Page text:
Do I really need an engagement session?
One of my biggest ongoing goals as a wedding photographer is to continually look for ways to improve my clients overall experience with me, and to try to make the wedding day as effortless to the couple as possible. The beginning of 2016 sparked a lot of changes to how I approach each and every wedding. The biggest change? I now automatically include engagement sessions in every single one of my packages.
In the past, I had heard countless reasonings as to why a bride or groom did not want to book an engagement session:
- “We don’t have it in the budget”
- “We already had engagement photos taken by another photographer when he first proposed”
- “My friend is really interested in photography so she is going to take them for us”
All of these make complete sense, but I am going to let you in on a little secret —
Engagement sessions are a trial run for wedding photographers, too. When deciding that you do not want to have engagement photos taken, you’re also deciding that the first time you will ever be in front of my camera will be on the most important day of your lives together. Engagement sessions aren’t just an excuse to have more photos as a couple, they’re also a way for your photographer to see how you interact naturally, which poses work best with you, and even which parts of yourself you may be insecure about. There are so many reasons why engagement sessions are an absolute essential of the wedding photography process, but by far the most important, is that it makes your wedding day easy, smooth, and stress-free — which should always be the number one priority to consider while planning.
Now that we’ve got that out of the way, here are my thoughts on what will make or break your photographs —
What should we wear?
This is by far the most commonly asked question that I receive, and also the most difficult to answer. Each couple has their own individual style and no matter what you wear, you should always keep in mind that when you look back on these photos years from now that you want to look like you. Just the best version of you. This being said, in my experience there are a few outfit options that look slightly better on camera than most.
GO WITH THE FLOW
I always recommend for bride-to-be’s to wear something that has a bit of movement whether it is a dress with a bit of flow to it, or a maxi-skirt that will blow in the wind. Even if it is just a secondary option to your slightly more comfortable everyday style, there is not much that beats fabrics that really capture that romantic feeling that comes hand-in-hand with a summer breeze.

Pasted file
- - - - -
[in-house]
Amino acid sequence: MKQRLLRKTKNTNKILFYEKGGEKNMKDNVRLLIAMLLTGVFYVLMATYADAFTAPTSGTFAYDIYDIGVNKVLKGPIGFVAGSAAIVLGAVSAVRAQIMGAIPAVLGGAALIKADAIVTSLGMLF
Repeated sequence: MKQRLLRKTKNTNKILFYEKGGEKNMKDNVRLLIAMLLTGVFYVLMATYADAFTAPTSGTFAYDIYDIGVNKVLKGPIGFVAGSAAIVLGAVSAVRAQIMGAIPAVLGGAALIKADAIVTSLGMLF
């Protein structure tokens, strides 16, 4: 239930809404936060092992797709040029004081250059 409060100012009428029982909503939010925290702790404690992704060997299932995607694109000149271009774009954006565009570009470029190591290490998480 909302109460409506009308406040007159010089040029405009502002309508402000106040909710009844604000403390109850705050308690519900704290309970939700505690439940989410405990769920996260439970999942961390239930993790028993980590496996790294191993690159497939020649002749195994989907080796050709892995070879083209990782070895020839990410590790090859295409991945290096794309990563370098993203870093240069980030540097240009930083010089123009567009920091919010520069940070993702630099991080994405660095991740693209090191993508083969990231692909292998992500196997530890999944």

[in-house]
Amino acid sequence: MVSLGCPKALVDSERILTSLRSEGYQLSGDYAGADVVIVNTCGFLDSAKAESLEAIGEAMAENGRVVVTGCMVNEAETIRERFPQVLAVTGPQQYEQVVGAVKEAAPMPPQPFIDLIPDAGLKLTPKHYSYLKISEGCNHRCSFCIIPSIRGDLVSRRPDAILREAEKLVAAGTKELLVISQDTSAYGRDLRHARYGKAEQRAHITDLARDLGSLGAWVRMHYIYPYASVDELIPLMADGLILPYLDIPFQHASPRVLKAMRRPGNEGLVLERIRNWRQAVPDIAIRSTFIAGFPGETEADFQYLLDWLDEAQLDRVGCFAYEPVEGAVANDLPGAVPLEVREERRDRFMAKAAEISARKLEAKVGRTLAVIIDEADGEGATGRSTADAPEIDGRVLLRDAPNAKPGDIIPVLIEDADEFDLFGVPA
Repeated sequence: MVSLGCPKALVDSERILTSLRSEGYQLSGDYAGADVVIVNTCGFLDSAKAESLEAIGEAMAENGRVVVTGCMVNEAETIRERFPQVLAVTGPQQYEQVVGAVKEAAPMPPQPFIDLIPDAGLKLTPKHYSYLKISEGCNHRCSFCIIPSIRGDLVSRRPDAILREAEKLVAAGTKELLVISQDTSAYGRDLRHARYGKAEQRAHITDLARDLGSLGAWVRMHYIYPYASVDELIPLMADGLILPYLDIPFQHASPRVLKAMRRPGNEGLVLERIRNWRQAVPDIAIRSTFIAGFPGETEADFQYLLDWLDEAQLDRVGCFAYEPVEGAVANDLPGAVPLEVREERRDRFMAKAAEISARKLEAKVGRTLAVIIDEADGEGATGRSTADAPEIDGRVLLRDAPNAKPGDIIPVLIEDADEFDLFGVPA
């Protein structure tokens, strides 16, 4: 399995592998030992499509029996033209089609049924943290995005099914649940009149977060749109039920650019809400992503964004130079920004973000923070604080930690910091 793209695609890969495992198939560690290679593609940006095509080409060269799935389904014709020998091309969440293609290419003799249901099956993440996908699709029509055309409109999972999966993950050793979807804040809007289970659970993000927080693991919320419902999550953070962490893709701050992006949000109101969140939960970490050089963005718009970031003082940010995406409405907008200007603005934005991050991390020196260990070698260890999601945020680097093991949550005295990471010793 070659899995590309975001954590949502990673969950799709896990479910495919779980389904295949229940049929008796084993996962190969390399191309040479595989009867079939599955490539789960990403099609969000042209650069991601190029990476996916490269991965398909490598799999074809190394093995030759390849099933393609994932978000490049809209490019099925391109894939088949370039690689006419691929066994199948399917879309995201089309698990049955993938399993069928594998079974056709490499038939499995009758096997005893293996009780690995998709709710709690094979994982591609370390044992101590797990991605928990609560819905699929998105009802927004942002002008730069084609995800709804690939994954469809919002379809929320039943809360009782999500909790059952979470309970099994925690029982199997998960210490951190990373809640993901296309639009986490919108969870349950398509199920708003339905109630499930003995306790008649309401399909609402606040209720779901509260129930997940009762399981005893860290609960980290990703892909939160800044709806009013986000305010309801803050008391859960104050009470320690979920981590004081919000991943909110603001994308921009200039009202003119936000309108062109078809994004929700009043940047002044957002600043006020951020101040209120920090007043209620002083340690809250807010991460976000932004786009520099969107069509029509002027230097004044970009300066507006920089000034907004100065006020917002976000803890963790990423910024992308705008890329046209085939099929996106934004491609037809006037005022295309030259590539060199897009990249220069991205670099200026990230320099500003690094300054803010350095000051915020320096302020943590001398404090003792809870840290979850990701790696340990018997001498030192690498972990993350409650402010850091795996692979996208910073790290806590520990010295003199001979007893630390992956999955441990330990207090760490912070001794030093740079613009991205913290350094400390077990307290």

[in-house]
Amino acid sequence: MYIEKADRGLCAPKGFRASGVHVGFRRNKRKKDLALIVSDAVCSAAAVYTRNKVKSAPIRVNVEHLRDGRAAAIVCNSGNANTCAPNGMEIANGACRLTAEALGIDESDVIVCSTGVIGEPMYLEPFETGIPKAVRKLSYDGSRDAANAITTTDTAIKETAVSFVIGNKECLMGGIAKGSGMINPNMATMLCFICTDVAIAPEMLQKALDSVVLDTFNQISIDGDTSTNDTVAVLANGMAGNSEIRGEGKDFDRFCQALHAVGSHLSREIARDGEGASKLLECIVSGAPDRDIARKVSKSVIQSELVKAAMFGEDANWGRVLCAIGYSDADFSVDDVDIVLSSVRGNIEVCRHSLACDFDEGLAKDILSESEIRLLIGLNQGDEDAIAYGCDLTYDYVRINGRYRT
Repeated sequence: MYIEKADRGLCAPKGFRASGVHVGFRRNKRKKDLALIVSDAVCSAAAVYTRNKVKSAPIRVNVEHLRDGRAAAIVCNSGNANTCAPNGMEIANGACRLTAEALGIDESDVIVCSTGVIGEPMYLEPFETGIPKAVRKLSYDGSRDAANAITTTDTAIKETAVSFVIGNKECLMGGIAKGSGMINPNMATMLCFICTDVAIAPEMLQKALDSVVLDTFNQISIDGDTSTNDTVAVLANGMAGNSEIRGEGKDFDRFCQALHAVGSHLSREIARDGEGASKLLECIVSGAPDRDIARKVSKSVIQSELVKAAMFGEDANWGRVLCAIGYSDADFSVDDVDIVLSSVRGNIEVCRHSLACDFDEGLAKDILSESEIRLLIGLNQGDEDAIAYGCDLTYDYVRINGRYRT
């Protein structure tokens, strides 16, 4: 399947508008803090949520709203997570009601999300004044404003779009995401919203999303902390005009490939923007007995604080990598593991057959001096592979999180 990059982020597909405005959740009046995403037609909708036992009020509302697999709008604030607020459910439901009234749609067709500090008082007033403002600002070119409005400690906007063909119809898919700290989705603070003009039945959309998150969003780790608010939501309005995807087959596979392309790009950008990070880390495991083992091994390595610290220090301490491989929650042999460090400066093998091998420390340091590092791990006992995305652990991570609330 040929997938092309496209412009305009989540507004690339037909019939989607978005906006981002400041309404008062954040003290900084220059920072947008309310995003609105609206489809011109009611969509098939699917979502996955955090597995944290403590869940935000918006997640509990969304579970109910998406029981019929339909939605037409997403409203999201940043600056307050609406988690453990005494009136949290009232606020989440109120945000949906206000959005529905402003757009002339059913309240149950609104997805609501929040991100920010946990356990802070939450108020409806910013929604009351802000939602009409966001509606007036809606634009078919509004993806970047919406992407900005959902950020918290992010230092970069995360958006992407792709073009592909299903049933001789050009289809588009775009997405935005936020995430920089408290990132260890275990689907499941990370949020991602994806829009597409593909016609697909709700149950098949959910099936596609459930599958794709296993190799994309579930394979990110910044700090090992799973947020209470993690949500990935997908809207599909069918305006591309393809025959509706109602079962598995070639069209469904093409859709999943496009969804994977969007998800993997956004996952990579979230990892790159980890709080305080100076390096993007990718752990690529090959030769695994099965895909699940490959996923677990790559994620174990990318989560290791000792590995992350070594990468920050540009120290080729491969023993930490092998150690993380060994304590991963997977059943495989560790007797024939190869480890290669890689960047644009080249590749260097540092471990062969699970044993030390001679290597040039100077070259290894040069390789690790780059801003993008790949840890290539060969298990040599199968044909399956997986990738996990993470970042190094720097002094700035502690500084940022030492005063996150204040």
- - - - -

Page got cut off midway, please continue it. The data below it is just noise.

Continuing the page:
AVOID THE MATCHY-MATCHY TRAP
I remember it well. I was in the eighth grade and my mom bribed me with a brand new pair of jeans so that I would agree to our entire family wearing matching black-shirt-blue-jeans ensembles to have our family portraits taken at a local grocery store portrait studio. I love my mom, but I hate those photographs. Unless you are having a Halloween engagement session and are going as the twins from ‘The Shining,’ you need to stay away from matching colours or patterns. Instead, opt for natural tones that will compliment each other effortlessly, or simply let your partner dress in a bold colour while you shine in a classic white!
I’m still stuck, where can I find inspiration?
To help my couples as much as possible, I actually started a Pinterest board dedicated to engagement outfit inspiration. If that isn’t enough, try checking out notoriously stunning wedding blogs like Once Wed, Wedding Sparrow, Magnolia Rouge, and Style Me Pretty.
Where should we shoot?
Find a location that reflects you as a couple
When I am shooting an engagement session, my ultimate goal is to capture photographs that really feel like and reflect who you are as a couple. This is made so much easier if we’re able to take the photos in a spot that is meaningful and representative of the two of you. Whether it is your first home that you just purchased together, the spot that you said “YES!” or even where you had your very first date, a location that means something will always trump a location that is just simply pretty when you look back on these photographs years from now.